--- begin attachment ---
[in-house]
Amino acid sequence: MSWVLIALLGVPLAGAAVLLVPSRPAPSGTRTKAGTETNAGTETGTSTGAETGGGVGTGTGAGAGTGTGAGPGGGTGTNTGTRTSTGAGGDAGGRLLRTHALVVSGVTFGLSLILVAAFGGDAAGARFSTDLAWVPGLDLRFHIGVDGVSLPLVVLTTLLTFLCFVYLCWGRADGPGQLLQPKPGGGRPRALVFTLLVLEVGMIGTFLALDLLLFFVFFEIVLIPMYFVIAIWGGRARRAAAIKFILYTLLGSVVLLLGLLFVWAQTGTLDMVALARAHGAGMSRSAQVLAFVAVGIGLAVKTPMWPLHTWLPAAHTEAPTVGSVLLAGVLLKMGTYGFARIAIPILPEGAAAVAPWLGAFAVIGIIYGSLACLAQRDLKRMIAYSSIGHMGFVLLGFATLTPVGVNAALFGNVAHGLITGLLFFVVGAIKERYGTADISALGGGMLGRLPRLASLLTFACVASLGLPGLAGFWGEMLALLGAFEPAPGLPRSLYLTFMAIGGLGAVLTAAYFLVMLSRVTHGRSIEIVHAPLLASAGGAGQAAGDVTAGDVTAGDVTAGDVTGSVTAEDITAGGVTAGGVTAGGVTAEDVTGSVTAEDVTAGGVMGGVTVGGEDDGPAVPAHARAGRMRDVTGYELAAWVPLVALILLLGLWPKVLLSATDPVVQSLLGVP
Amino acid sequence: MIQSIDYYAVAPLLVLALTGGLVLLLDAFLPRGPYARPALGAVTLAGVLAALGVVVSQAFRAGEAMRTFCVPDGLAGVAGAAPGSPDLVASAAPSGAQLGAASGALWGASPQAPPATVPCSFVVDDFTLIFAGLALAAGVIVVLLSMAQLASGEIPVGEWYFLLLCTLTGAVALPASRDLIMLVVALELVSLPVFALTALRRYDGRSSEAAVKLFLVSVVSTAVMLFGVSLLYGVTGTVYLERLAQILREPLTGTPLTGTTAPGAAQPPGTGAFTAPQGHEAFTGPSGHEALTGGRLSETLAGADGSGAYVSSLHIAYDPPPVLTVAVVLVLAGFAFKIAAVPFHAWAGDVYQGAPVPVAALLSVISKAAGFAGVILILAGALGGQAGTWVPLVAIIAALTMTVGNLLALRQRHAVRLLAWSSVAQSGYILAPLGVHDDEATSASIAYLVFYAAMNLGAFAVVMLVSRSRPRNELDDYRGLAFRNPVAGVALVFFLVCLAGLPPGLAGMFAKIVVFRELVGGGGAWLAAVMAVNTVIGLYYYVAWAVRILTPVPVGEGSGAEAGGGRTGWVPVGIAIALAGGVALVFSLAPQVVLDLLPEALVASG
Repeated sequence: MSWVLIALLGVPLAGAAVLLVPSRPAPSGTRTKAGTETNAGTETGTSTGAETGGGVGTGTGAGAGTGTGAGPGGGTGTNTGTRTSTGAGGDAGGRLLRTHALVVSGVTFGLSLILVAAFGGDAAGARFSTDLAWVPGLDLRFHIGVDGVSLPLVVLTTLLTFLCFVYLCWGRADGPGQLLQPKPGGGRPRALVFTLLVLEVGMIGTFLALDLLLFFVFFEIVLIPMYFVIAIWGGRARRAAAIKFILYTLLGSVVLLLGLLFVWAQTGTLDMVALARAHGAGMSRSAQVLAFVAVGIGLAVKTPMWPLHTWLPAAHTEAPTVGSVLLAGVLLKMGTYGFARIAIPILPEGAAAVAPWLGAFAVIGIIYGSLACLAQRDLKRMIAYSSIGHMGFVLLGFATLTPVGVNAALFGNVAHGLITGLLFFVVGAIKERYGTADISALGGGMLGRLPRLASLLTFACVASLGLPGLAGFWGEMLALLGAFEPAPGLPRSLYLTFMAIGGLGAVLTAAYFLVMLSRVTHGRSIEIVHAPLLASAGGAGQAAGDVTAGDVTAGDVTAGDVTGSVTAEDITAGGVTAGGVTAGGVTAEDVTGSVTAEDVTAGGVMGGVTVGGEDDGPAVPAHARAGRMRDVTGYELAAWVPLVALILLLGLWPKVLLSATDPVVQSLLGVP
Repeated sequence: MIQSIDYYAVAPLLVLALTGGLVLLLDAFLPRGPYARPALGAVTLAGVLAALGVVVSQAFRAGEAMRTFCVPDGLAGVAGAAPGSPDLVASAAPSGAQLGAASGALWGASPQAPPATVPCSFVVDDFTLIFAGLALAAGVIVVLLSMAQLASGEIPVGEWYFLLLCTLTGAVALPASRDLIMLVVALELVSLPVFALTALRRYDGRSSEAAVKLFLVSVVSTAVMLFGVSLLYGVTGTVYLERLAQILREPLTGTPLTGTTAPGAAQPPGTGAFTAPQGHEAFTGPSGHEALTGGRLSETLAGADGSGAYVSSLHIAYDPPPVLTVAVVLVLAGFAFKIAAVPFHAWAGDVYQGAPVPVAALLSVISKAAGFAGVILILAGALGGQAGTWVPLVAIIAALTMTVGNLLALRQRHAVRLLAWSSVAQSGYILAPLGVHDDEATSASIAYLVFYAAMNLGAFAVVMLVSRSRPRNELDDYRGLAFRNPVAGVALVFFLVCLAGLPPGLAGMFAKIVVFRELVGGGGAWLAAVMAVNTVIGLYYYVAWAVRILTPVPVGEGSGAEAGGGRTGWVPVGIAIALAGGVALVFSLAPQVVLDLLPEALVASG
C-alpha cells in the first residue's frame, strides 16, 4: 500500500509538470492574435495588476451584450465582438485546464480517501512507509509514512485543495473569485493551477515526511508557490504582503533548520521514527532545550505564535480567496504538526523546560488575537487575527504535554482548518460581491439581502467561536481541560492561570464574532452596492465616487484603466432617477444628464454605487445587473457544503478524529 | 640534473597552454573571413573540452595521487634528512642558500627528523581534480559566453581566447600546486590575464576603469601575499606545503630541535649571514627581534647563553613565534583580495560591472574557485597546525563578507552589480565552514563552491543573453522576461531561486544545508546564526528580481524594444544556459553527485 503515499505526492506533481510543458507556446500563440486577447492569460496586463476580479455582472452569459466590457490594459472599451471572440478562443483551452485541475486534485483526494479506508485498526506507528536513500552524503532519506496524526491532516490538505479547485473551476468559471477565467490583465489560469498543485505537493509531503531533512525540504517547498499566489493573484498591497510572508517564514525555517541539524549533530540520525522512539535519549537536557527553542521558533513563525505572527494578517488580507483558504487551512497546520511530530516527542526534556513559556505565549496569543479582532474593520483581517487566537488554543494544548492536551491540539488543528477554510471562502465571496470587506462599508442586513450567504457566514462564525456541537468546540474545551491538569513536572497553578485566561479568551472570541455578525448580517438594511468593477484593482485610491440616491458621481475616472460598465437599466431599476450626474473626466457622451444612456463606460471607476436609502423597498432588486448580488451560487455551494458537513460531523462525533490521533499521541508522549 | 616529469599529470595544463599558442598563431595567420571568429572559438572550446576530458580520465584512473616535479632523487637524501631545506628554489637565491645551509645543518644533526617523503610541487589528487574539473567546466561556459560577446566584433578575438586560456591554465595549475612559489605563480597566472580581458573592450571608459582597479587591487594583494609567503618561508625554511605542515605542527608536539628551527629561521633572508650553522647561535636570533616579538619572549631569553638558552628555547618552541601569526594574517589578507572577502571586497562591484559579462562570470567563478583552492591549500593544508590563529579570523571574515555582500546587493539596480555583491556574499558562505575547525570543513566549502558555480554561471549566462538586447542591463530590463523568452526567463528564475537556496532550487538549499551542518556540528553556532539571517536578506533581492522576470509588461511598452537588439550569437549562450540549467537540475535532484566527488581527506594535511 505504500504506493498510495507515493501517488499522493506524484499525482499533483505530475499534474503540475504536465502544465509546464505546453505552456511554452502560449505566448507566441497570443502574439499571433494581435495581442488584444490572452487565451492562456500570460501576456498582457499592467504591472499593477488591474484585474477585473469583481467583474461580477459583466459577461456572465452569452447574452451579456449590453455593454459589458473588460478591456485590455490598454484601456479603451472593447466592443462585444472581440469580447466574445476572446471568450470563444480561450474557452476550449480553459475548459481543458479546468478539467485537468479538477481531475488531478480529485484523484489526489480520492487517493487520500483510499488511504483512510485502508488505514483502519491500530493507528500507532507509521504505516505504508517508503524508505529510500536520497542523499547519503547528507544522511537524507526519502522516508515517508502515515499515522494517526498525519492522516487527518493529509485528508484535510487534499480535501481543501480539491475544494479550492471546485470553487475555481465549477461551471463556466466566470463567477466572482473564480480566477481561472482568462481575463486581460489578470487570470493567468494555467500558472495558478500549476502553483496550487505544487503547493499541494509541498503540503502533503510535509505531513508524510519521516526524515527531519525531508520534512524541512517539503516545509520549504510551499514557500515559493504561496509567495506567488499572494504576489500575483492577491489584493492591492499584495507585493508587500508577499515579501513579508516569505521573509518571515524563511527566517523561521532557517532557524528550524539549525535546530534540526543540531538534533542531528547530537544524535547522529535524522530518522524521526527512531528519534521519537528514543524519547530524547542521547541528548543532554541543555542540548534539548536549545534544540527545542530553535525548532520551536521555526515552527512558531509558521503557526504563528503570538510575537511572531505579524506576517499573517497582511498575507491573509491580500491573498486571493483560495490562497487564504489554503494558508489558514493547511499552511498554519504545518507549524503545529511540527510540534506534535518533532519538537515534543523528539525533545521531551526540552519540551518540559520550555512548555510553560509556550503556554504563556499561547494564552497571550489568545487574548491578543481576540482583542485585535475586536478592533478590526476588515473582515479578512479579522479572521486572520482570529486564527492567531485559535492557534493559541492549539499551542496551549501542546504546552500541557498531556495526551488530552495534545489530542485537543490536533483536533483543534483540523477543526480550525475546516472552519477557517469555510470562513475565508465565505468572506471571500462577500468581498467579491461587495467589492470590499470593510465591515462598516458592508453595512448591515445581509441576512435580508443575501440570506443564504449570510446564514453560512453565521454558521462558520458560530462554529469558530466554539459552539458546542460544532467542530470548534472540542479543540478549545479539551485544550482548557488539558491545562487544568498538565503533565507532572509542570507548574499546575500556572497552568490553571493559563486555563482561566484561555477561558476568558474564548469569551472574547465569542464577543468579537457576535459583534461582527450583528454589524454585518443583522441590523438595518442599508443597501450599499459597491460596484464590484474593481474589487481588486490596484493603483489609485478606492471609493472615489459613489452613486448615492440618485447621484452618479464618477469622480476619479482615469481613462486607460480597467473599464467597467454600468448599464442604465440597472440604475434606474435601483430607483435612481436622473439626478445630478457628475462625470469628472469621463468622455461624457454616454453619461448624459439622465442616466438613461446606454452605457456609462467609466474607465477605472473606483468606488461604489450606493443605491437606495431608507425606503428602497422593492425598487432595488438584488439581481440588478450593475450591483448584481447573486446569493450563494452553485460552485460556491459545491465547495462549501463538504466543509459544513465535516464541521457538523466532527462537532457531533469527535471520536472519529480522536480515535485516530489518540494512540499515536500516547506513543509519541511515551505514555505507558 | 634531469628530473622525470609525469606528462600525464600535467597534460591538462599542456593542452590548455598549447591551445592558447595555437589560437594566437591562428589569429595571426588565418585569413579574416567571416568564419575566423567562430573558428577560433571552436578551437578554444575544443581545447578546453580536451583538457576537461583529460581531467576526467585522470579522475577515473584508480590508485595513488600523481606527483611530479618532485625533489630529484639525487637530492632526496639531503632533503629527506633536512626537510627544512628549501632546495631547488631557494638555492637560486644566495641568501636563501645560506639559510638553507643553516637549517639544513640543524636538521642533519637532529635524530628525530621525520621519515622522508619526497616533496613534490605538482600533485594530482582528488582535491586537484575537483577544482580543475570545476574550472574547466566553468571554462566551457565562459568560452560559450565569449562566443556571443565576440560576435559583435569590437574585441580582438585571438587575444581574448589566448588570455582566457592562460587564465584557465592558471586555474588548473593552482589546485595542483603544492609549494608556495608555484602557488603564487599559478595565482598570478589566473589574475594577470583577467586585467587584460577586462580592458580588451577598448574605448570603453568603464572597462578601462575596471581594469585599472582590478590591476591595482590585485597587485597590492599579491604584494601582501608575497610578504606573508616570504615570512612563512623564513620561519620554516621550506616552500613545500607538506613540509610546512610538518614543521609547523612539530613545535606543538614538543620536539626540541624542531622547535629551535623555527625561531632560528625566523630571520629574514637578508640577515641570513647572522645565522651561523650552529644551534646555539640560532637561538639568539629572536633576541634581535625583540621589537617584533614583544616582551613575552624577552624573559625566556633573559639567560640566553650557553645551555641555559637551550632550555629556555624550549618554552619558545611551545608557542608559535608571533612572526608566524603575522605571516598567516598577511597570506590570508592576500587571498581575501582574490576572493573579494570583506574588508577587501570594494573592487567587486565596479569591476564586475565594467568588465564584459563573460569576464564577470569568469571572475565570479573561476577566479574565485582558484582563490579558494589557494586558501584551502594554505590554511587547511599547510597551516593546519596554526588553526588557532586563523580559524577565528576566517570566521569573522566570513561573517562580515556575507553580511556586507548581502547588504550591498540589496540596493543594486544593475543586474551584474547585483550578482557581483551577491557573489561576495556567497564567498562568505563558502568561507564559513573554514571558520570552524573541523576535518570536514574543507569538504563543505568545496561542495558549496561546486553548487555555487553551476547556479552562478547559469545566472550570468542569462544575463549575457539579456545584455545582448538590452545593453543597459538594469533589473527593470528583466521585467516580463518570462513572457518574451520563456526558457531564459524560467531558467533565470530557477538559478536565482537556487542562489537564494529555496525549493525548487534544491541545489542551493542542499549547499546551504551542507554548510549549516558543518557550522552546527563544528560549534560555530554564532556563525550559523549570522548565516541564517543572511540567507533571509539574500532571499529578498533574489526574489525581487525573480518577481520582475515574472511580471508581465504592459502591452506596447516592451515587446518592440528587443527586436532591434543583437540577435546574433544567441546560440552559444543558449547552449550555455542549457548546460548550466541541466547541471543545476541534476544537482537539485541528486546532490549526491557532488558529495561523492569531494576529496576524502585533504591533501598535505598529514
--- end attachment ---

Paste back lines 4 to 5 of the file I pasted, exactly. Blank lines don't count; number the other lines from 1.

Repeated sequence: MSWVLIALLGVPLAGAAVLLVPSRPAPSGTRTKAGTETNAGTETGTSTGAETGGGVGTGTGAGAGTGTGAGPGGGTGTNTGTRTSTGAGGDAGGRLLRTHALVVSGVTFGLSLILVAAFGGDAAGARFSTDLAWVPGLDLRFHIGVDGVSLPLVVLTTLLTFLCFVYLCWGRADGPGQLLQPKPGGGRPRALVFTLLVLEVGMIGTFLALDLLLFFVFFEIVLIPMYFVIAIWGGRARRAAAIKFILYTLLGSVVLLLGLLFVWAQTGTLDMVALARAHGAGMSRSAQVLAFVAVGIGLAVKTPMWPLHTWLPAAHTEAPTVGSVLLAGVLLKMGTYGFARIAIPILPEGAAAVAPWLGAFAVIGIIYGSLACLAQRDLKRMIAYSSIGHMGFVLLGFATLTPVGVNAALFGNVAHGLITGLLFFVVGAIKERYGTADISALGGGMLGRLPRLASLLTFACVASLGLPGLAGFWGEMLALLGAFEPAPGLPRSLYLTFMAIGGLGAVLTAAYFLVMLSRVTHGRSIEIVHAPLLASAGGAGQAAGDVTAGDVTAGDVTAGDVTGSVTAEDITAGGVTAGGVTAGGVTAEDVTGSVTAEDVTAGGVMGGVTVGGEDDGPAVPAHARAGRMRDVTGYELAAWVPLVALILLLGLWPKVLLSATDPVVQSLLGVP
Repeated sequence: MIQSIDYYAVAPLLVLALTGGLVLLLDAFLPRGPYARPALGAVTLAGVLAALGVVVSQAFRAGEAMRTFCVPDGLAGVAGAAPGSPDLVASAAPSGAQLGAASGALWGASPQAPPATVPCSFVVDDFTLIFAGLALAAGVIVVLLSMAQLASGEIPVGEWYFLLLCTLTGAVALPASRDLIMLVVALELVSLPVFALTALRRYDGRSSEAAVKLFLVSVVSTAVMLFGVSLLYGVTGTVYLERLAQILREPLTGTPLTGTTAPGAAQPPGTGAFTAPQGHEAFTGPSGHEALTGGRLSETLAGADGSGAYVSSLHIAYDPPPVLTVAVVLVLAGFAFKIAAVPFHAWAGDVYQGAPVPVAALLSVISKAAGFAGVILILAGALGGQAGTWVPLVAIIAALTMTVGNLLALRQRHAVRLLAWSSVAQSGYILAPLGVHDDEATSASIAYLVFYAAMNLGAFAVVMLVSRSRPRNELDDYRGLAFRNPVAGVALVFFLVCLAGLPPGLAGMFAKIVVFRELVGGGGAWLAAVMAVNTVIGLYYYVAWAVRILTPVPVGEGSGAEAGGGRTGWVPVGIAIALAGGVALVFSLAPQVVLDLLPEALVASG